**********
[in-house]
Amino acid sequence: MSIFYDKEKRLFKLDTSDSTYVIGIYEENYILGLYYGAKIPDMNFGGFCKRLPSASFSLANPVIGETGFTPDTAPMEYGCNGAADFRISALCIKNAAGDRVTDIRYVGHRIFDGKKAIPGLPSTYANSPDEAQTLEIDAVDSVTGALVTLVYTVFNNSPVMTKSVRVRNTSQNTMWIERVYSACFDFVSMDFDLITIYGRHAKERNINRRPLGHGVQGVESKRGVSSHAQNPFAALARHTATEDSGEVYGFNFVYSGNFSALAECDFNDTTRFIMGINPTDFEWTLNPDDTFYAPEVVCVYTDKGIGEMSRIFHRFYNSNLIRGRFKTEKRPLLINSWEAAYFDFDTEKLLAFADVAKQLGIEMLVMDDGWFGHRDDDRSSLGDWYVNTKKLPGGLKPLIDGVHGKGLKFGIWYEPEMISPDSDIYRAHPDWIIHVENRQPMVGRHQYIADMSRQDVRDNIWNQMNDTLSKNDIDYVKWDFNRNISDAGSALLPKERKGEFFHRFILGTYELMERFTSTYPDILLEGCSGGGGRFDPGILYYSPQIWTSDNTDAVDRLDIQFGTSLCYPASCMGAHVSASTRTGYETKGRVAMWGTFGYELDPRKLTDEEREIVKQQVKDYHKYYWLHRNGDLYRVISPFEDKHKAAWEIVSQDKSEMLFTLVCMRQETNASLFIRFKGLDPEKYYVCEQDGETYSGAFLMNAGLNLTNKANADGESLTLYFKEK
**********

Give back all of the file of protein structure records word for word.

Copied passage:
[in-house]
Amino acid sequence: MSIFYDKEKRLFKLDTSDSTYVIGIYEENYILGLYYGAKIPDMNFGGFCKRLPSASFSLANPVIGETGFTPDTAPMEYGCNGAADFRISALCIKNAAGDRVTDIRYVGHRIFDGKKAIPGLPSTYANSPDEAQTLEIDAVDSVTGALVTLVYTVFNNSPVMTKSVRVRNTSQNTMWIERVYSACFDFVSMDFDLITIYGRHAKERNINRRPLGHGVQGVESKRGVSSHAQNPFAALARHTATEDSGEVYGFNFVYSGNFSALAECDFNDTTRFIMGINPTDFEWTLNPDDTFYAPEVVCVYTDKGIGEMSRIFHRFYNSNLIRGRFKTEKRPLLINSWEAAYFDFDTEKLLAFADVAKQLGIEMLVMDDGWFGHRDDDRSSLGDWYVNTKKLPGGLKPLIDGVHGKGLKFGIWYEPEMISPDSDIYRAHPDWIIHVENRQPMVGRHQYIADMSRQDVRDNIWNQMNDTLSKNDIDYVKWDFNRNISDAGSALLPKERKGEFFHRFILGTYELMERFTSTYPDILLEGCSGGGGRFDPGILYYSPQIWTSDNTDAVDRLDIQFGTSLCYPASCMGAHVSASTRTGYETKGRVAMWGTFGYELDPRKLTDEEREIVKQQVKDYHKYYWLHRNGDLYRVISPFEDKHKAAWEIVSQDKSEMLFTLVCMRQETNASLFIRFKGLDPEKYYVCEQDGETYSGAFLMNAGLNLTNKANADGESLTLYFKEK